When I was in high school, the older brother of some classmates of mine achieved overnight infamy. An alum of my Catholic college preparatory, Greg had finally found his vocation: hitman. A college acquaintance wanted his family executed, and he hired Greg to do the dirty work. After the triple murder, the conspirators tried to divide up the multi-million dollar inheritance, but when police noticed Greg’s recent expenditures — things like flying lessons and copious amounts of platinum dental work and neckwear — they became suspicious of the unemployed drifter, and Greg was arrested. Needless to say, Greg was not a speaker at my high school’s career day.

The community at my high school was rocked by the news. Where had their Marianist educational philosophy gone wrong? What part of “Love thy neighbor” had Greg not understood? The administrators immediately canceled the marksmanship and gun repair classes, but no one was sure if this would solve the problem. It was feared the damage was done. When I enrolled at Yale, I looked forward to studying in an environment that did not breed criminal tendencies.

Unfortunately, I discovered in my freshman year that I had moved to the wrong side of the Ivy League tracks. Almost immediately upon my arrival, Antonio Lasaga was arrested for his adventures in pedophilia. Later that year, Suzanne Jovin was murdered, and the only suspect was James Van de Velde. Lasaga was the Saybrook College master; Van de Velde had at one time been the Saybrook dean. If Davenport was the legacy college, and Stiles and Morse were the jock colleges, then Saybrook was the felony college.

These developments greatly worried me at the time. Yale had just won the hard-fought annual battle for U.S. News and World Report’s number one university in the country, but as a freshman I questioned our resolve to hold onto the title. Murder, pornography and sexual assault surely wouldn’t help Yale’s score in the “faculty resources” category of the rankings.

As more and more arrests were made, however, the indiscretions of our Yale role models seemed to be less of an issue than I previously thought. After all, Yale has not ceased to exist or even become less elite. So what if Diana Brooks participated in price-fixing? The dining hall does it at every meal. And as one of my roommates said yesterday, “Child pornography, schmild schmornography.” We no longer let silly little things like these bother us. At this point, it’s old hat and boring.

I’m tired of so many inches of column in this publication being devoted to such stories. I miss the days — how long ago they were –when the Yale Daily News had headlines with interesting, relevant information like “Prestige and free education not enough, GESO says” and “Dean Brodhead quite a wacky guy.”

So I’ve talked it over with the editors, and together, we’ve decided that stories about Yalie crime will now be relegated to a small corner of the paper. What follows is just a sample of this new special section, entitled the “Yale Faculty and Administration Crime Blotter.”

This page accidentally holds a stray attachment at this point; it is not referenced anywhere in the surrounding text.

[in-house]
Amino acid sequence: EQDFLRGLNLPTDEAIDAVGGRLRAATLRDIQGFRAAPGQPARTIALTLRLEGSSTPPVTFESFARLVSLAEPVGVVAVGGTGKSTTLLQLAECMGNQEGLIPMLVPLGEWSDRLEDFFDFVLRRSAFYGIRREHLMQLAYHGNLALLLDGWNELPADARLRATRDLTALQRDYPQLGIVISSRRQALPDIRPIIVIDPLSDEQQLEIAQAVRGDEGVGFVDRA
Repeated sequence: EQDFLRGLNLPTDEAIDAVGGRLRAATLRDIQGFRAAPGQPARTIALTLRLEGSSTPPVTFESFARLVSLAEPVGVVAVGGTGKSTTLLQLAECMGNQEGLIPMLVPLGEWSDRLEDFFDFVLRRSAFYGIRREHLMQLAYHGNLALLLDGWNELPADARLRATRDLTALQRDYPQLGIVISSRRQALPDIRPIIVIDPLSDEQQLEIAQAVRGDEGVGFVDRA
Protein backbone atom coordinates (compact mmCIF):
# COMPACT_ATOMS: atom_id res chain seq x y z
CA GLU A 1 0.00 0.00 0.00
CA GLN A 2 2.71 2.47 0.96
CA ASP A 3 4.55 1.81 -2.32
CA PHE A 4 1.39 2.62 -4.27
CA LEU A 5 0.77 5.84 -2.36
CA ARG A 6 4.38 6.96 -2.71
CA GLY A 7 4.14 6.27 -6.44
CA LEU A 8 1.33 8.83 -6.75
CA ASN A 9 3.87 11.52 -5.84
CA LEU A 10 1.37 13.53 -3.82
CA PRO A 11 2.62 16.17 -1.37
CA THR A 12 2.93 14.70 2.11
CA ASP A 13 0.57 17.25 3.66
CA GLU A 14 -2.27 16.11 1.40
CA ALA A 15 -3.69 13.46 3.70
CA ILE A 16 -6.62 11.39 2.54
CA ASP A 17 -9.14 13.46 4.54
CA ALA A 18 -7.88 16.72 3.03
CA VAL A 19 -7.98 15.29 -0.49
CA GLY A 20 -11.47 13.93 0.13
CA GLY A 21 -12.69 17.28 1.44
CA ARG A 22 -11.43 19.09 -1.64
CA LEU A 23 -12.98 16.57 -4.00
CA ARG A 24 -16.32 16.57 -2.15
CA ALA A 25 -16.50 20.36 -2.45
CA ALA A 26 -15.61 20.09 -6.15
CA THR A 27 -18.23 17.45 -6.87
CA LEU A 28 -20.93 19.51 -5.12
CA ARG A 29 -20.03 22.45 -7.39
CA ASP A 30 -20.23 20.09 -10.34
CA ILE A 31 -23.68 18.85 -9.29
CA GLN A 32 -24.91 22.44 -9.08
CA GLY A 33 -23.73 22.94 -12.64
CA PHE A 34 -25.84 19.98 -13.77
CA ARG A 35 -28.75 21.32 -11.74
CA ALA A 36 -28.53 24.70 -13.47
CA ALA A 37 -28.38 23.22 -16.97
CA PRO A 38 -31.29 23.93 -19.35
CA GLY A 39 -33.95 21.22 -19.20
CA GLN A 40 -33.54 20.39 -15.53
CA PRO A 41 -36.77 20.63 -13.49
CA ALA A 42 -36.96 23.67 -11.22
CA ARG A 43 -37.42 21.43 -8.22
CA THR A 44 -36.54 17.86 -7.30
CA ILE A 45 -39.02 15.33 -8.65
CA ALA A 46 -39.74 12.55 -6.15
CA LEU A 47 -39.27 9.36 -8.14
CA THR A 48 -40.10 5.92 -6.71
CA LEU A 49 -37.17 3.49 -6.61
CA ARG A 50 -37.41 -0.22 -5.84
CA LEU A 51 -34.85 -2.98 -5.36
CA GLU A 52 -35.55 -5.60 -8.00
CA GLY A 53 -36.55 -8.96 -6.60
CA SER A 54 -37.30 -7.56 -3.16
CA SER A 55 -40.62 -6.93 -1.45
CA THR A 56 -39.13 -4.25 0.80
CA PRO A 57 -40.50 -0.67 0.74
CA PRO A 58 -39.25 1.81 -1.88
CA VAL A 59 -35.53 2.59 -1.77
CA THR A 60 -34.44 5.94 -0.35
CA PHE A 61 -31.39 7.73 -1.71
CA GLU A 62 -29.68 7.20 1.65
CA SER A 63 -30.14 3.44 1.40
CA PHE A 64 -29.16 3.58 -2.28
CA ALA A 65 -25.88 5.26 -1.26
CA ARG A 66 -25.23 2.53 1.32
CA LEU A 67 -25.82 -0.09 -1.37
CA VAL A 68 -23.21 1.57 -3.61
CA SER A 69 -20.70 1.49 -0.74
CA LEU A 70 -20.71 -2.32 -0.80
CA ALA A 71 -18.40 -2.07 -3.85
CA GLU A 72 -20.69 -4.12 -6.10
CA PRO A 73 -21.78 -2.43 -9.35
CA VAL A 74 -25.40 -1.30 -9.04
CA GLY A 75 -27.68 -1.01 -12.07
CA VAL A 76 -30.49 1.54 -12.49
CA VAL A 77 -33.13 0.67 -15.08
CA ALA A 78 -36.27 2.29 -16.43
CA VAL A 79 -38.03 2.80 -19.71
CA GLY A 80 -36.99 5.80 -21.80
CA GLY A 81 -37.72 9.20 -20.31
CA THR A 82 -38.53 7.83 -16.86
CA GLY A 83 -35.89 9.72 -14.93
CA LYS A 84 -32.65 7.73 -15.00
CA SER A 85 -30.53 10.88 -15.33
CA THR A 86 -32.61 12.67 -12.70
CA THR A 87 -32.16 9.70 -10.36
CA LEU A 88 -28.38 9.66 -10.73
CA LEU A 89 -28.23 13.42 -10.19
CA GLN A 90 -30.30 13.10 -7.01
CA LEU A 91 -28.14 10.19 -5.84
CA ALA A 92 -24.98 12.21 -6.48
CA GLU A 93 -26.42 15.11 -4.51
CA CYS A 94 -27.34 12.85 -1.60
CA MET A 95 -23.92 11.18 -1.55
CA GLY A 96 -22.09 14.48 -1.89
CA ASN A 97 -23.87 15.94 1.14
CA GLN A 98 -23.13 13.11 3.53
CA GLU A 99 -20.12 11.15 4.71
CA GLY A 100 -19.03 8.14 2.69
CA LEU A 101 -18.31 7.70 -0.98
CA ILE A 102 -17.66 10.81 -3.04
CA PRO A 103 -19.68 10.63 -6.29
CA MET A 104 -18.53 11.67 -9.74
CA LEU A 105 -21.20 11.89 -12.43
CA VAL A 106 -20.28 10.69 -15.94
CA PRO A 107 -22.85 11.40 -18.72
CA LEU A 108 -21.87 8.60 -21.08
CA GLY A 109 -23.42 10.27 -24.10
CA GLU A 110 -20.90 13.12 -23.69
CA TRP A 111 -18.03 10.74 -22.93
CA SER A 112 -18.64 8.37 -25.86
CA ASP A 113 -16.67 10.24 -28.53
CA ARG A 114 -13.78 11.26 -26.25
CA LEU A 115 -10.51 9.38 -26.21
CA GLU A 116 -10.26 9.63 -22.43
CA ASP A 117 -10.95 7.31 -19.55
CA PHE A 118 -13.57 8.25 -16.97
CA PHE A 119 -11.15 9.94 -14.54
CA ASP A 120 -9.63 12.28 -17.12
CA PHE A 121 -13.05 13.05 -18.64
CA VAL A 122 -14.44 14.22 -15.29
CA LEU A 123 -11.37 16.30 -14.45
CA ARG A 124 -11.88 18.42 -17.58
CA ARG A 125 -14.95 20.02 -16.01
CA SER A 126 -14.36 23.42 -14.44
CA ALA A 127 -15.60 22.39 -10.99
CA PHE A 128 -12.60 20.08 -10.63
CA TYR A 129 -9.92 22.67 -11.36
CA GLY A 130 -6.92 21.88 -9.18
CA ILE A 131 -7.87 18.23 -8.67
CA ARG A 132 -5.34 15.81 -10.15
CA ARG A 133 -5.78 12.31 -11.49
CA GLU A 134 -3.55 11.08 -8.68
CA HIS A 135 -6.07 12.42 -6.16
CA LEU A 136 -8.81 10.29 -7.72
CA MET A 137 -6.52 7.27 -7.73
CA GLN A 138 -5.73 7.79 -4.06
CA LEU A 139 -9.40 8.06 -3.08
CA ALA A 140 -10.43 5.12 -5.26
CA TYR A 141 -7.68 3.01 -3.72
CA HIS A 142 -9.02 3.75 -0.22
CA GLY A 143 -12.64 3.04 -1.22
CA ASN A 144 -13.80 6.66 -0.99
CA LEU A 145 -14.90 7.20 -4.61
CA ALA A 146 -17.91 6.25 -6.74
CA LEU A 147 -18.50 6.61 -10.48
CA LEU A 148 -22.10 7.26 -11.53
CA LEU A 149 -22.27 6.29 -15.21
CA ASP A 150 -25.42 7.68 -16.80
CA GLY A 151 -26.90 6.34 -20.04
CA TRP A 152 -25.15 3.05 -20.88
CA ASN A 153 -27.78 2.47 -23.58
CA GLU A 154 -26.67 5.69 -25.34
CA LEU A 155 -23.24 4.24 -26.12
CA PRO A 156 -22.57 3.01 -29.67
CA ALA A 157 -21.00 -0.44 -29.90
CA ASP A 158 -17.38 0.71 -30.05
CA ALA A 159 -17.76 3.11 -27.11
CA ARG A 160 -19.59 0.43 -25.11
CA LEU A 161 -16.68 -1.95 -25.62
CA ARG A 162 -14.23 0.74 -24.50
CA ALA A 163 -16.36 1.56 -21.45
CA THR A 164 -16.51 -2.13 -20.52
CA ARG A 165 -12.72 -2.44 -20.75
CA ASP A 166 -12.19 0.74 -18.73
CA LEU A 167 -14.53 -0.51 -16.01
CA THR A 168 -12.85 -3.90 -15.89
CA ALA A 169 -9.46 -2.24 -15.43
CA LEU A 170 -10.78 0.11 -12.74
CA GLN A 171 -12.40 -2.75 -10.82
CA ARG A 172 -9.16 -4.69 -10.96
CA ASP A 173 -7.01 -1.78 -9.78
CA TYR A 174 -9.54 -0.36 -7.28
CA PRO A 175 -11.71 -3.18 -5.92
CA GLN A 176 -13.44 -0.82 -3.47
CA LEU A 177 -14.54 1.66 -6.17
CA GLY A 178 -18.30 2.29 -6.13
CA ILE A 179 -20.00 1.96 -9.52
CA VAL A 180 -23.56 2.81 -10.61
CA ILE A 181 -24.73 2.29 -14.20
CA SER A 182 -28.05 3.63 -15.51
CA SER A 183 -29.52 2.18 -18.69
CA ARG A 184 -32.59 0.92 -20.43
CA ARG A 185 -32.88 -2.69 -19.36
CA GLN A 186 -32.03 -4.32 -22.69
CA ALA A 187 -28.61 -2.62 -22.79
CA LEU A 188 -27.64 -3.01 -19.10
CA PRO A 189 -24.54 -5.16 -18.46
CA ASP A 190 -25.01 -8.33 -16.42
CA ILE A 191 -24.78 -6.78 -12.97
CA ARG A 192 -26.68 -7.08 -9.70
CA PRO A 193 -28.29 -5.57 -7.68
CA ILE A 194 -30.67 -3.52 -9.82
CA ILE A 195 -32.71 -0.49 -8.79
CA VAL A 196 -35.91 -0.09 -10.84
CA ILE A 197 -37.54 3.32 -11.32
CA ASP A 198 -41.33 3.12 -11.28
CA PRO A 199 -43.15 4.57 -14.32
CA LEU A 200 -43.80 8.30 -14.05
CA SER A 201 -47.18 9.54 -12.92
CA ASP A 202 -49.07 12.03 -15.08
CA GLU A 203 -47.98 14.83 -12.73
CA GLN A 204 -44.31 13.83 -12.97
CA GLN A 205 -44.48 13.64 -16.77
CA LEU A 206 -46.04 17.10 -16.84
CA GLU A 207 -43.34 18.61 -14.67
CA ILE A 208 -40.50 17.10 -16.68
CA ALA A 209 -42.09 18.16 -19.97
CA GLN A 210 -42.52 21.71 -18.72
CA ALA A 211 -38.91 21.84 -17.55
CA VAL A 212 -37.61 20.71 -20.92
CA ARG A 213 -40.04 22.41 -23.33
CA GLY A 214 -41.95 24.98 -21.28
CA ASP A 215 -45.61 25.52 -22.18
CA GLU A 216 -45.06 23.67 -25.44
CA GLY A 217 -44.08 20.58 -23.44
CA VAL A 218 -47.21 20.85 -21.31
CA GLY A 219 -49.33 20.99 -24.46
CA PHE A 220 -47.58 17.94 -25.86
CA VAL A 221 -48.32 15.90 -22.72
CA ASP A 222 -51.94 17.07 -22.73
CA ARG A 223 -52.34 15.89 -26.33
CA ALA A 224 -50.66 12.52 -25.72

“Scandal intensifies for former divinity school dean”

In a follow-up to its earlier expose of former Berkeley Divinity School Dean R. William Franklin’s misappropriation of Yale funds, the Hartford Courant printed more details on Wednesday of a confidential audit initiated by Yale last summer. In addition to embezzling money to pay for dry cleaning and his daughter’s Harvard Medical School education, the auditors discovered that Franklin, an Episcopal minister, also skimmed the offertory cup to finance a deep sea fishing vessel, two matinee tickets to “Shrek,” a six-figure account with a Barbados-based internet casino, and an extra-value meal at Hardee’s.

“Lasaga optimistic about future”

Although former geology professor and Saybrook Master Antonio Lasaga may be spending the next century behind bars, he doesn’t think his career as a scientist is necessarily over. While his bunkmates will have mundane prison jobs like making license plates, Lasaga plans on teaching an introductory geology course to any guards or convicts who are interested. “Call it ‘Rocks for Cell Blocks,'” Lasaga said in a phone interview Tuesday night, referring to the “Rocks for Jocks” moniker given to Yale’s Geology 110 course. On a roll, Lasaga speculated about the federal penitentiary at which he would begin his sentence: “I hope it’s The Rock!” Despite being a sick, perverted man, Lasaga still loves his rock jokes.

“Levin interrogated by police”

Over the weekend, Yale President Richard Levin spent over four hours in a small, harshly lit room of the Yale Police Department’s Sachem Street station as he was pummeled with hard-hitting questions and flecks of saliva emanating from a Yale investigator’s snarling mouth. Levin was reportedly “cool as a dead fish” as he responded to questions about the sweatshop discovered in the basement of the Yale Economics Department. In a press release, Levin’s consiglieri Mario Sangiacomo refuted the police’s allegations, stating, “My client is a legitimate businessman.”

Professors aren’t the only ones who break the rules at Yale, however. I must confess that during my thermodynamics final last semester, my professor caught me using a cheat sheet. He vowed then and there that he would see me expelled from the University. Luckily for my readers, he won’t get around to that for a while: he’s currently incarcerated pending the outcome of his racketeering trial.

JP Nogues is a senior in Davenport College. His columns regularly appear on alternate Thursdays.